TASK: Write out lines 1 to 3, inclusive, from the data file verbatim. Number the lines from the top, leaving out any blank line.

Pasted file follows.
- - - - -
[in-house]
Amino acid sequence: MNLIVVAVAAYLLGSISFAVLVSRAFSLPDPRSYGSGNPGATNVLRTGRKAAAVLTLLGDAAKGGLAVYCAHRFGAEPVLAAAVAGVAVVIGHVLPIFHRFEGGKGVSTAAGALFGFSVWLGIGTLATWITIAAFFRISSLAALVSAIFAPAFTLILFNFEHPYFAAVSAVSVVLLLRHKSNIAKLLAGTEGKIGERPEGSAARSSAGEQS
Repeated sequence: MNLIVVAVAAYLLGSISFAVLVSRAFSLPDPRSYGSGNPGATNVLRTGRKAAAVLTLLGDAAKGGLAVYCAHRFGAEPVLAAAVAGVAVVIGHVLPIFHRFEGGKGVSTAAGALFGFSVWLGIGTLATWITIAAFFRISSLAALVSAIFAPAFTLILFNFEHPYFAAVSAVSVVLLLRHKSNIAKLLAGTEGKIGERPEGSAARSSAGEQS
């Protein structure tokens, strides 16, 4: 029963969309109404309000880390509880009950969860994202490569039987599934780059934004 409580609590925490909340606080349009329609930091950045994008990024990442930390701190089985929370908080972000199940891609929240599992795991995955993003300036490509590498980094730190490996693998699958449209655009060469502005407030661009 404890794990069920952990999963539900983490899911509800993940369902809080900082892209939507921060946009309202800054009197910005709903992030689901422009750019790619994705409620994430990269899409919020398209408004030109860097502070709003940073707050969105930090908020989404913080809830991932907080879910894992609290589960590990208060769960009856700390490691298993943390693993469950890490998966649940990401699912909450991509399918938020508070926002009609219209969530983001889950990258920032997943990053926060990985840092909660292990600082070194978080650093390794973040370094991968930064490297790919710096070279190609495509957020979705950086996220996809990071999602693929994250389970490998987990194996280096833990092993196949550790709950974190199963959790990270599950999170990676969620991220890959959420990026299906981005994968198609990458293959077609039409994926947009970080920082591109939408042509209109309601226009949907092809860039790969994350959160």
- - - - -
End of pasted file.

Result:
[in-house]
Amino acid sequence: MNLIVVAVAAYLLGSISFAVLVSRAFSLPDPRSYGSGNPGATNVLRTGRKAAAVLTLLGDAAKGGLAVYCAHRFGAEPVLAAAVAGVAVVIGHVLPIFHRFEGGKGVSTAAGALFGFSVWLGIGTLATWITIAAFFRISSLAALVSAIFAPAFTLILFNFEHPYFAAVSAVSVVLLLRHKSNIAKLLAGTEGKIGERPEGSAARSSAGEQS
Repeated sequence: MNLIVVAVAAYLLGSISFAVLVSRAFSLPDPRSYGSGNPGATNVLRTGRKAAAVLTLLGDAAKGGLAVYCAHRFGAEPVLAAAVAGVAVVIGHVLPIFHRFEGGKGVSTAAGALFGFSVWLGIGTLATWITIAAFFRISSLAALVSAIFAPAFTLILFNFEHPYFAAVSAVSVVLLLRHKSNIAKLLAGTEGKIGERPEGSAARSSAGEQS